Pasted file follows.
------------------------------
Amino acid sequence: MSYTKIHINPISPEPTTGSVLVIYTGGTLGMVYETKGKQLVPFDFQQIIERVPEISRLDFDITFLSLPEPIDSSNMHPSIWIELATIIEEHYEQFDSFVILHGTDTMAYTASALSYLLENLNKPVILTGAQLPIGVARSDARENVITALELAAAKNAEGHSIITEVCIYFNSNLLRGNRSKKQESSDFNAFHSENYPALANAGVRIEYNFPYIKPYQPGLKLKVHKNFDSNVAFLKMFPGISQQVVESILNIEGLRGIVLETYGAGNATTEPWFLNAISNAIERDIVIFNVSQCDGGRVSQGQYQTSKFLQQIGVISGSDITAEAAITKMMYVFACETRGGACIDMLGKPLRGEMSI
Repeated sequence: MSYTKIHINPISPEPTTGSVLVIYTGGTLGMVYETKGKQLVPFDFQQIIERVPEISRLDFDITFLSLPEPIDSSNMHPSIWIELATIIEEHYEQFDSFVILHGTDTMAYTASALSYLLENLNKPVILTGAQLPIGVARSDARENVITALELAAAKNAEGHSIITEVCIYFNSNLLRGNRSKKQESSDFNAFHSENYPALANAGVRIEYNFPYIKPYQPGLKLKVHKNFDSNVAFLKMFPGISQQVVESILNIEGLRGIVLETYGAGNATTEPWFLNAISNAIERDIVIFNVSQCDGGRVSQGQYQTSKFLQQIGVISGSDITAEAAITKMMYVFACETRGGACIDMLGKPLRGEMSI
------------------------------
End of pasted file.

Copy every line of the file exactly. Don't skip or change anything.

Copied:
Amino acid sequence: MSYTKIHINPISPEPTTGSVLVIYTGGTLGMVYETKGKQLVPFDFQQIIERVPEISRLDFDITFLSLPEPIDSSNMHPSIWIELATIIEEHYEQFDSFVILHGTDTMAYTASALSYLLENLNKPVILTGAQLPIGVARSDARENVITALELAAAKNAEGHSIITEVCIYFNSNLLRGNRSKKQESSDFNAFHSENYPALANAGVRIEYNFPYIKPYQPGLKLKVHKNFDSNVAFLKMFPGISQQVVESILNIEGLRGIVLETYGAGNATTEPWFLNAISNAIERDIVIFNVSQCDGGRVSQGQYQTSKFLQQIGVISGSDITAEAAITKMMYVFACETRGGACIDMLGKPLRGEMSI
Repeated sequence: MSYTKIHINPISPEPTTGSVLVIYTGGTLGMVYETKGKQLVPFDFQQIIERVPEISRLDFDITFLSLPEPIDSSNMHPSIWIELATIIEEHYEQFDSFVILHGTDTMAYTASALSYLLENLNKPVILTGAQLPIGVARSDARENVITALELAAAKNAEGHSIITEVCIYFNSNLLRGNRSKKQESSDFNAFHSENYPALANAGVRIEYNFPYIKPYQPGLKLKVHKNFDSNVAFLKMFPGISQQVVESILNIEGLRGIVLETYGAGNATTEPWFLNAISNAIERDIVIFNVSQCDGGRVSQGQYQTSKFLQQIGVISGSDITAEAAITKMMYVFACETRGGACIDMLGKPLRGEMSI